Under their governments, El Salvador became one of the most violent countries in the world outside of war zones. In 2015, the small Latin American nation registered a record violence rate on the continent, with 103 homicides per 100,000 inhabitants, sealing the failure of the traditional policy that paved the way for the arrival of Bukele.

“He built a narrative in which he pretended to be outside the traditional political class, or what he called “the same as always” and [Bukele] took it upon himself to promise a new country, in which there was a place for the bad, for the politicians who had governed during the last decades and who, in that narrative, were the enemies of the people and the villains of the film,” explains Eduardo Escobar, lawyer and director of Acción Ciudadana. 

“That narrative undoubtedly managed to permeate the collective imagination, even at a sect level, and that catapulted him. The Salvadoran population manages a more authoritarian than democratic political culture and is willing to have an authoritarian leader as long as they solve their problems,” adds the analyst.

An autocrat in the making?

Bukele swept the 2019 elections, achieving victory in the first round with 53% of the vote. He soon clashed with the country’s Legislative Assembly and their problems and accusations of authoritarianism began. Since he began his term with scant representation in a parliament still dominated by Arena and the FMLN, his proposals were blocked or delayed by his political rivals, which degenerated into the first major institutional crisis of the era.

In February 2020, the president ordered the entry of dozens of soldiers to the Legislative Assembly due to the delays of the deputies to approve a loan of $109 million that he requested to improve the conditions of the Police and the Armed Forces. 

The image of Bukele entering the hemicycle surrounded by soldiers with machine guns and sitting in the chair of the congressional leader deteriorated his international image and provoked criticism from countries such as the United States and the European Union. But inside the country, his support was not only intact but had increased.

The reason was the spectacular decline in violence that was beginning to be felt in the streets. The country even recorded days without a single murder, something unprecedented for decades. Violent death records continued to fall for months. In 2021 the country has ended up setting a rate of 18 homicides per 100,000 inhabitants, far from the terrible figures of just six years earlier. That, in a population that lived in terror, means amassing enormous popularity.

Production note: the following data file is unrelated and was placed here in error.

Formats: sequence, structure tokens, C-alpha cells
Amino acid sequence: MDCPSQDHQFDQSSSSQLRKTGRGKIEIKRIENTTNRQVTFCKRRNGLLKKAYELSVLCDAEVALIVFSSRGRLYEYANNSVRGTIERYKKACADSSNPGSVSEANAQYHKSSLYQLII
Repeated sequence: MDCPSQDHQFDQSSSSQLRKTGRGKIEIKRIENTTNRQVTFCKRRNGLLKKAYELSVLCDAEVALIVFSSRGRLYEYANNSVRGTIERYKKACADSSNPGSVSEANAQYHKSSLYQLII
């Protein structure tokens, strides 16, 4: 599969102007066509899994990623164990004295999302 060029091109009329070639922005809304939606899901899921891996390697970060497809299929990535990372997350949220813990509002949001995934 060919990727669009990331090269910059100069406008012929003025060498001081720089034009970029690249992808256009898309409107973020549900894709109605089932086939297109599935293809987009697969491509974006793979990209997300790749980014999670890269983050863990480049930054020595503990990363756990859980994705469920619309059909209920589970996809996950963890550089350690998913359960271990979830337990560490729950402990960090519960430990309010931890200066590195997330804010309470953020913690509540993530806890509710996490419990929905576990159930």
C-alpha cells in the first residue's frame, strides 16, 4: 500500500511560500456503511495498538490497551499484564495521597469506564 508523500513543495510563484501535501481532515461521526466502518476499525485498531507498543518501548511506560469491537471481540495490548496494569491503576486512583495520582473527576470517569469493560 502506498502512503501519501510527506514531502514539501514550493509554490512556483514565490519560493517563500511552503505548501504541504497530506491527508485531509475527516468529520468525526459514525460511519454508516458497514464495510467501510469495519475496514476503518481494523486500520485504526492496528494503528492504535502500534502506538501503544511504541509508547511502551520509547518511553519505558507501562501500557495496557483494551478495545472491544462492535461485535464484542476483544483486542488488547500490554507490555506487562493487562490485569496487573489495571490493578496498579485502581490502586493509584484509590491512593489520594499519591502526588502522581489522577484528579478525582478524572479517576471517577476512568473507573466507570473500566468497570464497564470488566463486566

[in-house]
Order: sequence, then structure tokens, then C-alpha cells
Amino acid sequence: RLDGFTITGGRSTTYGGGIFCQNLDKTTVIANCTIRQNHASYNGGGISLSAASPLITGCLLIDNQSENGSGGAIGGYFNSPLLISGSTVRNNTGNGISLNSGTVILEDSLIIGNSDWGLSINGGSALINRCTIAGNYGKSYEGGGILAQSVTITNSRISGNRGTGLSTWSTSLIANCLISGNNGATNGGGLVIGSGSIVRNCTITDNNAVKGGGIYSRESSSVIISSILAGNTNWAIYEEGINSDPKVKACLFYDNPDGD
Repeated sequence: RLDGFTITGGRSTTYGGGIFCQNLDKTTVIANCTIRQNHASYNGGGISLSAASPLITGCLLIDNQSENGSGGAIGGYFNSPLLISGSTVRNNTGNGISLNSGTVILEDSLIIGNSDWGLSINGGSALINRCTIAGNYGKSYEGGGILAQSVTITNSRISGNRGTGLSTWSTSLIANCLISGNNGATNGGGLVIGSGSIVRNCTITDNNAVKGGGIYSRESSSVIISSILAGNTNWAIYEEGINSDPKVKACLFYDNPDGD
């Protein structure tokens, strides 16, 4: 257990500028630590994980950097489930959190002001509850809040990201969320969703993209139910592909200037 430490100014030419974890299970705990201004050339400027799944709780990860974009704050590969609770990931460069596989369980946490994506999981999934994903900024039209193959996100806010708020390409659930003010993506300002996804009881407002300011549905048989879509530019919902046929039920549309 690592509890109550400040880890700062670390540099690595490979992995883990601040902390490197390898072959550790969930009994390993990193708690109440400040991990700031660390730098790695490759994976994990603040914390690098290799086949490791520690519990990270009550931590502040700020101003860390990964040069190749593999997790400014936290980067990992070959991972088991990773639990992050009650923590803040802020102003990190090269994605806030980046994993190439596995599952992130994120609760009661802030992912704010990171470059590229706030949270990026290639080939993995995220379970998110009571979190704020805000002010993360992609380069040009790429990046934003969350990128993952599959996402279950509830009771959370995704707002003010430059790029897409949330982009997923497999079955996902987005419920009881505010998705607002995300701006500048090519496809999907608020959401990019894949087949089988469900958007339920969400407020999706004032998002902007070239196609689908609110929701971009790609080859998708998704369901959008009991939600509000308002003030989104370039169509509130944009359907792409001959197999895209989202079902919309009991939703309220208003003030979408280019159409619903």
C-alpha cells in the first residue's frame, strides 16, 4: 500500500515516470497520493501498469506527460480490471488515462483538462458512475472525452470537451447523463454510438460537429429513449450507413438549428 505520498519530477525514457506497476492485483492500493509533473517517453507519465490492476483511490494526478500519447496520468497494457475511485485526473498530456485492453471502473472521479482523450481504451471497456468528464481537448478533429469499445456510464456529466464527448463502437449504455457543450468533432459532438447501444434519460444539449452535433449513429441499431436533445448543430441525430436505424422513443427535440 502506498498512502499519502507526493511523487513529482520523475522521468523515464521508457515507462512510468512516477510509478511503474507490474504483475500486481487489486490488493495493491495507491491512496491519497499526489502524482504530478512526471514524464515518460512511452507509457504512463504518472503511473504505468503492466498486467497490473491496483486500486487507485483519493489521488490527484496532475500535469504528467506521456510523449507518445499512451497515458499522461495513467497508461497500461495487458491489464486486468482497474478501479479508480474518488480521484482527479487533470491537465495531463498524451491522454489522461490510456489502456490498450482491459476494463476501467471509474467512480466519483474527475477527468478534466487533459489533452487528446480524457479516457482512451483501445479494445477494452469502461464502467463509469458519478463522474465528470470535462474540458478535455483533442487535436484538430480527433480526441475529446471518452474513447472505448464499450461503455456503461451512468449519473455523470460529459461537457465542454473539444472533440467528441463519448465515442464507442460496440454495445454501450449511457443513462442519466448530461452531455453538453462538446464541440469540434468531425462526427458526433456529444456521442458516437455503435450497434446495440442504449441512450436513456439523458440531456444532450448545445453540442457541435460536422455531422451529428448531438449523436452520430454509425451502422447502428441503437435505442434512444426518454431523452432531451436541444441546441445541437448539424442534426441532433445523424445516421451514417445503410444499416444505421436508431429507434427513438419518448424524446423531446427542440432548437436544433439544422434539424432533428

How did Bukele manage to reduce the rates of violence to unprecedented levels in recent decades? The president attributes the success to his Territorial Control Plan, a scheme that involves the Armed Forces and prison policies, and which is kept secret. But journalistic investigations by the independent media outlet ‘El Faro’, confirmed by the US, revealed that the president would have agreed to reduce violence with the gang leaders in exchange for various benefits, something that the president has categorically denied.

The events of the past week, on the other hand, seem to point to a coordinated exercise by the gang members to attack the State. The profile of those killed, many of them peasants, vendors or bakers with no criminal record, is the announcement of a challenge. The massacre, with 62 murders on Saturday alone, was not the result of a clan war. The abandonment of a corpse on the road that leads to Surf City, one of the Government’s emblematic tourist projects, has been seen by analysts as a message to Bukele.

The president, who had previously gone after imprisoned gang leaders to try to reduce crime, knows that —beyond infrastructure works and innovative projects— his popularity is based on keeping levels of violence low, even with a firm hand. This was demonstrated in the 2021 legislative elections when his party achieved 66% of the votes and won 56 of the 84 seats in the hemicycle —which with his allies reached an unbeatable legislative majority of 64 deputies.